How Not To Implement Shared Services

NAOA shared services centre to deliver HR, finance, procurement, IT and other services for the UK’s seven Research Councils. It seemed like a Good Idea when it was announced in 2006.

Five years on, a review by the UK’s National Audit Office (NAO) makes gloomy reading. Overspent £130m against a budget of £79m, and projected savings significantly less than expected.

How did it happen? The NAO report highlights three fundamental flaws:

Lack of Clarity

“A key factor contributing to escalating costs was the early lack of clarity about how the service would operate. An outline design, known as a target operating model, was not agreed until August 2008, nearly a year after implementation had begun, but it was incomplete and lacked detail. Some elements of design were still ongoing during transition and system launch.”

Confused Governance

“Early governance structures were complex. Reviews commissioned at various points during the project showed that responsibilities and accountabilities needed clarification.”

Poor Management of Outsourcer

“A contract with Fujitsu to design and build the systems and ICT was “poorly managed”. It was eventually terminated at an additional cost of £13m.”

Each of which could, of course, have been avoided, or at the very least mitigated, by the adoption of an appropriate process management platform.

No surprise that developing process maturity is an NAO theme – and runs through the NAO’s recommendations in this case: to harmonise processes further, to strengthen end-to-end process management, and to embed continuous improvement.

Hear stories like this and it’s bewildering how organizations can still be in denial about the need for a process management platform at the heart of any shared services project. As though it was a ‘nice-to-have’.

Whereas actually it’s the key to clarity at every level; to effective collaboration within a robust governance framework; to IT alignment; to drive process harmonization; to controlling a multisourced environment; to making life easier for the SSC workforce; and to enabling a culture of continuous improvement.

© Text Michael Gammage 2013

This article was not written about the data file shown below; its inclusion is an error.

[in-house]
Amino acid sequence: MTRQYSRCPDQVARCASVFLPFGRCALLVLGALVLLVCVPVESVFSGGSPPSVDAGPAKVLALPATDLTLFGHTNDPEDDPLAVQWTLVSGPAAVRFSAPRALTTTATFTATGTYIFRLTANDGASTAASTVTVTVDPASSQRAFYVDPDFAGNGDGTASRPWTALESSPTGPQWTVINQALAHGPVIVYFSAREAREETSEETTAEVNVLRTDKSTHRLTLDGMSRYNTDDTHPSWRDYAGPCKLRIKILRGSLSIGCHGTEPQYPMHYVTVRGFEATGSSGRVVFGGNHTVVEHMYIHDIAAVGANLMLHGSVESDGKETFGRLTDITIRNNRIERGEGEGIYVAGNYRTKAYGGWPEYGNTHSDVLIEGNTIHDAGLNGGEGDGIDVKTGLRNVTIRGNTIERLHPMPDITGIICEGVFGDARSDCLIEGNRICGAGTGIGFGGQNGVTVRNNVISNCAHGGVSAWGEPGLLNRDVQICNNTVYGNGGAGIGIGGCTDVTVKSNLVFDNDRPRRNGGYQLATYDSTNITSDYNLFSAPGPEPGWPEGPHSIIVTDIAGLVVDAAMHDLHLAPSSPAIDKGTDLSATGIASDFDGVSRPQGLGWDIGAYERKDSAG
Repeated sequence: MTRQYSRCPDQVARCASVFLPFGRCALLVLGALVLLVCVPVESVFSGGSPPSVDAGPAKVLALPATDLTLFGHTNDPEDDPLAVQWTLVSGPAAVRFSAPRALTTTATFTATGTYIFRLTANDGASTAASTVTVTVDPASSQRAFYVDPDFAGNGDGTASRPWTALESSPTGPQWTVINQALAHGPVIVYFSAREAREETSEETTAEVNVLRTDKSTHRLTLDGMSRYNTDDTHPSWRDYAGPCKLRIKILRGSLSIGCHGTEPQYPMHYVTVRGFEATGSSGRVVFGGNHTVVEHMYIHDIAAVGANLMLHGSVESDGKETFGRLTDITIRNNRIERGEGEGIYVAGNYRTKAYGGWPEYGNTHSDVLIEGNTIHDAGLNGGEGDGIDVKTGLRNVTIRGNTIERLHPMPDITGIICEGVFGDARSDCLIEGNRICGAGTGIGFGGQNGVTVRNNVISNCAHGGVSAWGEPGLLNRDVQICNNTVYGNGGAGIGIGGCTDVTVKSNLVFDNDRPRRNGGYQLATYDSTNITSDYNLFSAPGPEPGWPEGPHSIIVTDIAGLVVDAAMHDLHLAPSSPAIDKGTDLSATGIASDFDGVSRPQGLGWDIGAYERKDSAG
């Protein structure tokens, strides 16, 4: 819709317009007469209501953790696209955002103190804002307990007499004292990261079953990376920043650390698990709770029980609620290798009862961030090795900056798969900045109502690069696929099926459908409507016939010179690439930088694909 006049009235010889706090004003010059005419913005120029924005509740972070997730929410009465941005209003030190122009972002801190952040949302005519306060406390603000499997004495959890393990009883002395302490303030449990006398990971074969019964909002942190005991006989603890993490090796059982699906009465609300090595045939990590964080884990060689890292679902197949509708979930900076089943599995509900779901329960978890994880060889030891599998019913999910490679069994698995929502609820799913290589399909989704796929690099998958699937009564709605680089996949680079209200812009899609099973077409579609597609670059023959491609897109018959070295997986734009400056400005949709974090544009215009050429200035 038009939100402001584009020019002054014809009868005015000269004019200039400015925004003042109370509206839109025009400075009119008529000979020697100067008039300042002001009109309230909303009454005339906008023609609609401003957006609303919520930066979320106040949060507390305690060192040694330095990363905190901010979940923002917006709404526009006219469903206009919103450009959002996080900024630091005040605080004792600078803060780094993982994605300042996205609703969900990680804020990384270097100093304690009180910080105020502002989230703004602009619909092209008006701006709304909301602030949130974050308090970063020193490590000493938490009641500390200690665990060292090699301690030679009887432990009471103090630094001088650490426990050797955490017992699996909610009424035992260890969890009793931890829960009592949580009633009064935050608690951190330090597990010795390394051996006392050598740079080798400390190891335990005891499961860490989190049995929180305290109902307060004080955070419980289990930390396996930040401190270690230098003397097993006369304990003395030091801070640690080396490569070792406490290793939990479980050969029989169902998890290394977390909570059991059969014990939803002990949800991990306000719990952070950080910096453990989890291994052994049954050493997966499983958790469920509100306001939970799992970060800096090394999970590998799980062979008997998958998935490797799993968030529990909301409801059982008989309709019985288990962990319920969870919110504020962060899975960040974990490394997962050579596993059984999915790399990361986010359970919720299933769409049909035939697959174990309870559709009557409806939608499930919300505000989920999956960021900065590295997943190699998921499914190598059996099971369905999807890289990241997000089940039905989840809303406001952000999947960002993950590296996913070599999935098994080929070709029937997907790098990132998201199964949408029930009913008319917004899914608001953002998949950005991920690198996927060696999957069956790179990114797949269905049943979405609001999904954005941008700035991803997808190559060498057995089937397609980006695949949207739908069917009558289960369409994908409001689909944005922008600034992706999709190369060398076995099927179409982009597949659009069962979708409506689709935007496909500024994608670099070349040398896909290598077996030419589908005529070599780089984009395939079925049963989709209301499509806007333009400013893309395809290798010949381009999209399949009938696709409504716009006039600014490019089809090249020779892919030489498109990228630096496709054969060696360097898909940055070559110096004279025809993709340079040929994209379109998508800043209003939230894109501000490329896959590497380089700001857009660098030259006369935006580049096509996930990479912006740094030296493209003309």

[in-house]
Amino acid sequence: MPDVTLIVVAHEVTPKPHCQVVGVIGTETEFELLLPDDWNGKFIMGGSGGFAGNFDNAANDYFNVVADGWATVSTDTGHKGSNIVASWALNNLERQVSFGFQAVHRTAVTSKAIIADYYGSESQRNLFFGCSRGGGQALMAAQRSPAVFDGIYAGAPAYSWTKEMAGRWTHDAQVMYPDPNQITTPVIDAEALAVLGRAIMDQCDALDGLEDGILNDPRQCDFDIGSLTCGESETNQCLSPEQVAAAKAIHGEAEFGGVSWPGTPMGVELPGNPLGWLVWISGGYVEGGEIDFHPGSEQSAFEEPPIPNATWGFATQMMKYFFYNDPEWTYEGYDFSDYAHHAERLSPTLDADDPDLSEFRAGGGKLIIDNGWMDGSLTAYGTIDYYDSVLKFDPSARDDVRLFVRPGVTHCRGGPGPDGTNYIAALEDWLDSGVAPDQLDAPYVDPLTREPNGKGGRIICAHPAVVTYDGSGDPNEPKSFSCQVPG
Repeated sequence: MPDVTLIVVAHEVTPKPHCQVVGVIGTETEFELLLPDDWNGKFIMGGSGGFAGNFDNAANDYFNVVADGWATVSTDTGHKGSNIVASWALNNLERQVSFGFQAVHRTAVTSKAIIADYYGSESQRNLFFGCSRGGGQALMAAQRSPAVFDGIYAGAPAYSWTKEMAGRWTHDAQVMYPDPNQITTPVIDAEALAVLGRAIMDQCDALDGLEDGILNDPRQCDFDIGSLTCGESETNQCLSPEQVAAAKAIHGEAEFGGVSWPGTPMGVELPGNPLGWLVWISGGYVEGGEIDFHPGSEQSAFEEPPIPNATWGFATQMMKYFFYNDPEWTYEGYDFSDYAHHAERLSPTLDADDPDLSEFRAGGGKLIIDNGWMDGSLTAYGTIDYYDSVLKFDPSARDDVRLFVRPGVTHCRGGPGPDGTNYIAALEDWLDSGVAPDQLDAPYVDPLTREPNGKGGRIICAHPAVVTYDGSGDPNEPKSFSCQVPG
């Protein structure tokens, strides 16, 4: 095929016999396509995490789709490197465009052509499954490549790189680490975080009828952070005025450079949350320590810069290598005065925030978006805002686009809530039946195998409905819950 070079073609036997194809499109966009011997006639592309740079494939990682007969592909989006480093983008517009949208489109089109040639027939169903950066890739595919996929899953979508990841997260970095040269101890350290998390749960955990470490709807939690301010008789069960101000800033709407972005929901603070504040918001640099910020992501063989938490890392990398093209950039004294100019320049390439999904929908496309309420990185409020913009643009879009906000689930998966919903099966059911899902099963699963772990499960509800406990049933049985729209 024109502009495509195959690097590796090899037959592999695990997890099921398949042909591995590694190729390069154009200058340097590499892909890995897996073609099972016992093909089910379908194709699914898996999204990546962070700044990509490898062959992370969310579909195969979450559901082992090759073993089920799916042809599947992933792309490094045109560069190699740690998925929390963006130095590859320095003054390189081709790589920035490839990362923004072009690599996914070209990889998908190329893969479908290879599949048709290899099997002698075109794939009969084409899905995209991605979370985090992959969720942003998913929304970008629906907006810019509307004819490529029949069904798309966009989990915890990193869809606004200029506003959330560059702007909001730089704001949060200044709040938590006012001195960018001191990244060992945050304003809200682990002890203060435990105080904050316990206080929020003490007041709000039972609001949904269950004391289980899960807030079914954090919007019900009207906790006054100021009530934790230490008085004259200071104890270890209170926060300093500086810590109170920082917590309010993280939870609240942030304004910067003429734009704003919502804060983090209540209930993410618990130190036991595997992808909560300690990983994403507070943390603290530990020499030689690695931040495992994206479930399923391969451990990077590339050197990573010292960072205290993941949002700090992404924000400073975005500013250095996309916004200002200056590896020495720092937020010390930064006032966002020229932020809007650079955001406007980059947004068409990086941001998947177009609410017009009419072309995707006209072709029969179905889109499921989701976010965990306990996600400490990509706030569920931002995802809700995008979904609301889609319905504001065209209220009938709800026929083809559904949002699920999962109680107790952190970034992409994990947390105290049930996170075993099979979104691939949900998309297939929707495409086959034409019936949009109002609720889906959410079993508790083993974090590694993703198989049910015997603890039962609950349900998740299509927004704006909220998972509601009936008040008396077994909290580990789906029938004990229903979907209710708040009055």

To-Be Or Not To-Be

hamletA frantic call from a managing consultant at a Nimbus partner, asking for help on his way into a client meeting, reminds me of our own little Da Vinci code.

Only we, the process cognoscenti, know what Shakespeare really meant. Hamlet’s original soliloquy was not merely about the most noble course to follow. It directly addressed the more fundamental issues in process discovery:

‘To-Be or As-Is, that is the question…’

My friend’s client may be at the bottom of the process maturity curve but they have aspirations, and an urgency (hence my friend’s assignment). But, as is so often the case, they only want to focus on the future. When your organization is largely dysfunctional and you have finally gathered the energy to act, it’s natural to want to focus on the sunlit uplands of process maturity: ‘Let’s not waste time with the As-Is, let’s just focus on the To-Be processes’.

It’s fair to say that consultants themselves often disagree on how important it is to capture the As-Is processes. But none that I know would ignore them. You can’t plan a journey without a startpoint. Transformation plans without an adequate understanding of the As-Is processes are very likely to fail. So, at the very least, capturing the As-Is processes reduces transition risks.

But paying attention to the As-Is processes helps in other important ways too. It can expose gaps, overlaps and inconsistencies that were overlooked because the organization’s focus has been on heroic fire-fighting. It reveals connections and hidden dependencies. Often it throws up new ideas for the future state, and highlights issues that will be need to be addressed in the transition. It grounds the definition of the To-Be processes. Above all, it gets people collaborating across functional silos, using the language of end-to-end process.